Wednesday, 28 October 2015

The facts on processed meat, red meat and cancer

A lot of RDs are scrambling to respond to the recent announcement that the International Agency for Research on Cancer has made on the connection between red meat and processed meat and certain cancers. I am happy to read that a lot of RDs continue to side with reason and moderation rather than fear mongering.
Here is what you need to know about the most recent findings from the IARC.

They looked at more than 800 studies

The IARC Working Group took into account the findings of more than 800 studies. These studies investigated associations of more than a dozen types of cancer with the consumption of red meat or processed meat in many countries and populations with diverse diets.

Yes, processed meat has been found as a definite cause of cancer. No, it is not as dangerous as cigarettes. 

  • Processed meat is to meat that has been transformed through salting, curing, fermentation, smoking, or other processes to enhance flavour or improve preservation. For example, hot dogs (frankfurters), ham, sausages, corned beef, and biltong or beef jerky as well as canned meat.
  • Processed meat has been classified as a ‘definite’ cause of cancer (or Group 1 carcinogen) – the same group that includes smoking and alcohol. This does NOT mean that they are all equally dangerous. These classifications (Group 1 vs Group 2) do not assess the level of risk. They only describe the strength of the scientific evidence about an agent being a cause of cancer.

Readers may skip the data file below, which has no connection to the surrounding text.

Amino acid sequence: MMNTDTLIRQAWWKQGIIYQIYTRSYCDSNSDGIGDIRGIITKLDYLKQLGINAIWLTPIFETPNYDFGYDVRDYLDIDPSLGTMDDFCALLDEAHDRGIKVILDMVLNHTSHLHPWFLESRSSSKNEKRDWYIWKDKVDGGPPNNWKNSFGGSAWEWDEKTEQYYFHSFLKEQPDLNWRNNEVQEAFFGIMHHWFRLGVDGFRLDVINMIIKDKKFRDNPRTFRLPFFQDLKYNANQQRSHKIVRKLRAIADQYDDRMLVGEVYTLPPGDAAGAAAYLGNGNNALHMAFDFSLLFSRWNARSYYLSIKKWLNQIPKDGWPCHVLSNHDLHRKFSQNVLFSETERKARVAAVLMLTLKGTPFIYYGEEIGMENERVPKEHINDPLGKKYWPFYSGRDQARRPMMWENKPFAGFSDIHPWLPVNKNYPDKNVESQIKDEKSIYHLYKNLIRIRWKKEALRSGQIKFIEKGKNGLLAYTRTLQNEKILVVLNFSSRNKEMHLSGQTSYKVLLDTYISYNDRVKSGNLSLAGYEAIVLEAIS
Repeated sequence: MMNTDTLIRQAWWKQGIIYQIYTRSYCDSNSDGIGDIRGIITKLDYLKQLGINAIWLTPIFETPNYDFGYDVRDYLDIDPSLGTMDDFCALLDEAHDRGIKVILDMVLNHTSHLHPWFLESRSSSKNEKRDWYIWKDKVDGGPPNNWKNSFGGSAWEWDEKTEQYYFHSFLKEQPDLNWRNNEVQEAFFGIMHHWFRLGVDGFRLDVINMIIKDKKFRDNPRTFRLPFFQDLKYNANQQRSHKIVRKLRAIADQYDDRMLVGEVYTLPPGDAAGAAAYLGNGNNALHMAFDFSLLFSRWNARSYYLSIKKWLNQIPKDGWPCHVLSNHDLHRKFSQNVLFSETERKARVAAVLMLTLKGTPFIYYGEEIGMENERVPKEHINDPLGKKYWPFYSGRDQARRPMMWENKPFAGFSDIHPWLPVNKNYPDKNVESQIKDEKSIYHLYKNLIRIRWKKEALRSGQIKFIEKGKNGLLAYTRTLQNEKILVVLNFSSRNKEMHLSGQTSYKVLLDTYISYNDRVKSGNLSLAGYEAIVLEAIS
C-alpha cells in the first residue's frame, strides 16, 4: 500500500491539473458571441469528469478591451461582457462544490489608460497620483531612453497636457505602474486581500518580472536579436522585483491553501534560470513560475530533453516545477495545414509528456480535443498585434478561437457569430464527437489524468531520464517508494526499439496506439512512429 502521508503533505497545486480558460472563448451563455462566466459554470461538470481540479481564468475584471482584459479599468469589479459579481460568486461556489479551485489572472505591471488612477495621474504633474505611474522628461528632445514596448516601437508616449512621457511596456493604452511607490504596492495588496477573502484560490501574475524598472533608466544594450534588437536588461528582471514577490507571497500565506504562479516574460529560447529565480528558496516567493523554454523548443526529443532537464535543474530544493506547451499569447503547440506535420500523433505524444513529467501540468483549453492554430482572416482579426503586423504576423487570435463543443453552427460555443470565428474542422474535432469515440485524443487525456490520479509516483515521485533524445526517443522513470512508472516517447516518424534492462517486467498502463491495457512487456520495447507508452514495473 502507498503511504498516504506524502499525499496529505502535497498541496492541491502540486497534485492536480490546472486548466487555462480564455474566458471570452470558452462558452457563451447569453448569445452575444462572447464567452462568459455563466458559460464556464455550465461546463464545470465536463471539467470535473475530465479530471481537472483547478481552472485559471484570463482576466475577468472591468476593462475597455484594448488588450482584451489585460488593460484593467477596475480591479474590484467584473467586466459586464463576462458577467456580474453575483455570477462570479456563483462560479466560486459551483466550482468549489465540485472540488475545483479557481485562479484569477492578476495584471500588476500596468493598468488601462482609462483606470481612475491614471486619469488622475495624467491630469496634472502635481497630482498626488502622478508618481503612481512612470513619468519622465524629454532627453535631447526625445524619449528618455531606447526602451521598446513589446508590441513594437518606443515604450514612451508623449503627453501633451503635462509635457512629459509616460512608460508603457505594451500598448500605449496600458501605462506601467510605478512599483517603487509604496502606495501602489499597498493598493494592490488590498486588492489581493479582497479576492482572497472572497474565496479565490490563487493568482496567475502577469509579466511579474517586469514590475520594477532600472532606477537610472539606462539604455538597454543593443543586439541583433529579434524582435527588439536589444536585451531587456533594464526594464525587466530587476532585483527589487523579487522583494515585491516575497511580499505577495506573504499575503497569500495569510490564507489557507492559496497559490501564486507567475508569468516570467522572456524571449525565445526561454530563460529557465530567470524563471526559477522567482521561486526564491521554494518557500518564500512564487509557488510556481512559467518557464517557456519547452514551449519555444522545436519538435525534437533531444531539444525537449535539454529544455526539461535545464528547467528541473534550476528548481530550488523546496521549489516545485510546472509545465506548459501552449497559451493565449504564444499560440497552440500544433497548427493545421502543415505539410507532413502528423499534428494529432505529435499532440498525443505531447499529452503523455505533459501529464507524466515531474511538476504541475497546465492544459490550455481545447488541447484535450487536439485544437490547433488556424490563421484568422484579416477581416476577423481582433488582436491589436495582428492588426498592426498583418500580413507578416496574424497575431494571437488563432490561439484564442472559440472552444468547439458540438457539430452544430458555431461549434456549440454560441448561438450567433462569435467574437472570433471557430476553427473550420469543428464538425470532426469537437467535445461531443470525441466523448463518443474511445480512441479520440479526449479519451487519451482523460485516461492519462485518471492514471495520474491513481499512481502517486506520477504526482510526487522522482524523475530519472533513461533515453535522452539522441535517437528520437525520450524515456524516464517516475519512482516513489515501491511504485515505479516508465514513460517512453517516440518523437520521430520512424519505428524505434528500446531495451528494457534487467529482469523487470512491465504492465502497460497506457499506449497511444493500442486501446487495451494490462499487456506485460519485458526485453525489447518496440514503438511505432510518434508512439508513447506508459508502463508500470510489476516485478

• How much is too much? the exact amount that is safe or dangerous to eat is still unknown. 

Red meat has been categorized as "probably" cancer causing. 

  • Red meat is beef, veal, pork, lamb, mutton, horse, and goat.
  • Red meat is a ‘probable’ cause of cancer (or a Group 2a carcinogen) – the same group as shift work.
  • How much is too much? the exact amount that is safe or dangerous to eat is still unknown. 

How you cook red meat may make a difference. 

Cooking at high temperatures or with the food in direct contact with a flame or a hot surface, as in barbecuing or pan-frying, produces more of certain types of carcinogenic chemicals (such as polycyclic aromatic hydrocarbons and heterocyclic aromatic amines). So, if you stick to cooking at lower temperatures as in stewing or slow cooking, you will produce fewer of these carcinogenic chemicals.

Bowel cancer (or colorectal cancer) was found to have the greatest link.

For red meat, the evidence is still limited. However the strongest association was with colorectal cancer. For processed meat, it was concluded that the greatest risk is for colorectal cancer.


The Cancer Reasearch UK has a great blog post outlining the IARC's conclusions. They have also created these fantastic graphics:



You can read all the reports here:

http://www.thelancet.com/pdfs/journals/lanonc/PIIS1470-2045(15)00444-1.pdf
http://www.iarc.fr/en/media-centre/iarcnews/pdf/Monographs-Q&A_Vol114.pdf
http://www.iarc.fr/en/media-centre/pr/2015/pdfs/pr240_E.pdf

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